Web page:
Rebekah Vardy is due to find out whether she has succeeded in a bid to have parts of Coleen Rooney’s defence in their libel battle thrown out by a High Court judge.
Mrs Rooney, 35, accused Mrs Vardy, 39, of leaking “false stories” about her private life in October 2019 after carrying out a months-long “sting operation” which saw her dubbed “Wagatha Christie”.
The wife of former England star Wayne Rooney publicly claimed her fellow footballer’s wife shared fake stories she had posted on her personal Instagram account with the newspaper, earning her the nickname “Wagatha Christie”.
Mrs Vardy, who is married to Leicester City striker Jamie Vardy, denies the accusations and is suing Mrs Rooney for libel.
In the latest round of the case, Mrs Vardy’s lawyers asked the High Court to throw out parts of Mrs Rooney’s defence, including allegations of Mrs Vardy’s close relationship with The Sun and her alleged but denied authorship of “The Secret Wag” column.
Mrs Justice Steyn will hand down her judgment at 10.30am on Wednesday.
At the hearing in June, Hugh Tomlinson QC argued these were “irrelevant or peripheral” to the case and that the central issue was whether Mrs Vardy was leaking posts from Mrs Rooney’s Instagram.
In his written submissions, Mr Tomlinson said most of the claims made by Mrs Rooney’s lawyers were in dispute and denied.
He continued: “Even if it were established that the claimant has ‘an exceptionally close relationship’ with The Sun, that it gave her positive coverage, that she has a history of self-promotion or is the ‘Secret Wag’, does not mean that it is more likely than not that the claimant had regularly informed The Sun about the defendant’s private posts.”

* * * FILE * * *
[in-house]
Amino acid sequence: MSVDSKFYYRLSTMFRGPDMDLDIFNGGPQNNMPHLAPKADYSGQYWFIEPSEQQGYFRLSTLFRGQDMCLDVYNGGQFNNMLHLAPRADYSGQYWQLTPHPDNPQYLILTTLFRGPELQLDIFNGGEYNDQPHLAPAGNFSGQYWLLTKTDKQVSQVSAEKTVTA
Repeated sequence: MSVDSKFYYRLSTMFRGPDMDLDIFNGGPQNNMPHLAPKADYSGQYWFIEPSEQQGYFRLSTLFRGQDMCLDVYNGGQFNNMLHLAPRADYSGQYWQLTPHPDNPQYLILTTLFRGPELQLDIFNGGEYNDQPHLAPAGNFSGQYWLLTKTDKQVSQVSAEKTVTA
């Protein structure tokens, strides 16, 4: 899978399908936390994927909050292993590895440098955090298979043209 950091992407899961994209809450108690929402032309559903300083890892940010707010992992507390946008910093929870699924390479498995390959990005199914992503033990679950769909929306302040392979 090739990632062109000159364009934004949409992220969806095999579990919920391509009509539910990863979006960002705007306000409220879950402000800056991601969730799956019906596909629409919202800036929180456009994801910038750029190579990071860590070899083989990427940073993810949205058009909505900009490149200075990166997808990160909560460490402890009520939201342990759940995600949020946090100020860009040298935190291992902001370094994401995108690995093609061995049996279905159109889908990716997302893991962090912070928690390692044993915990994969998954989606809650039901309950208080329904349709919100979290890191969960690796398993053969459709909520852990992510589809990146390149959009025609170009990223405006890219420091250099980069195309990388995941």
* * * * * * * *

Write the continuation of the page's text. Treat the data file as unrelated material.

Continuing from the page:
Mr Tomlinson later highlighted that both women have a public profile and their own relationships with the media.
He said: “What has happened in this case is that the defendant has gone through the claimant’s appearances in the newspapers, put two and two together and made seven.”
The move to throw out part of the defence was opposed by Mrs Rooney, with her barrister David Sherborne arguing that the “exceptionally close relationship” Mrs Vardy is said to have had with The Sun is a key part of the case.
In written submissions, Mr Sherborne said Mrs Vardy had a “habitual practice” of providing private information to the press to promote or financially exploit her public profile.
The barrister later claimed that Mrs Vardy would receive a split of commission and revenue for stories given to The Sun through the Front Row Partnership, a PR agency where Mrs Vardy was a client.
He also said that the evidence showed Mrs Vardy was in a “very uneasy position” and said the request to throw it out was a tactical move as it would “undermine her case as well as embarrass her”.
Mrs Vardy has denied any knowledge or authorisation of passing on private information.
She also applied for summary judgment – a legal step which would see that part of the case resolved without a trial – in relation to Mrs Rooney’s claim that Mrs Vardy leaked a story to The Sun about her returning to TV presenting.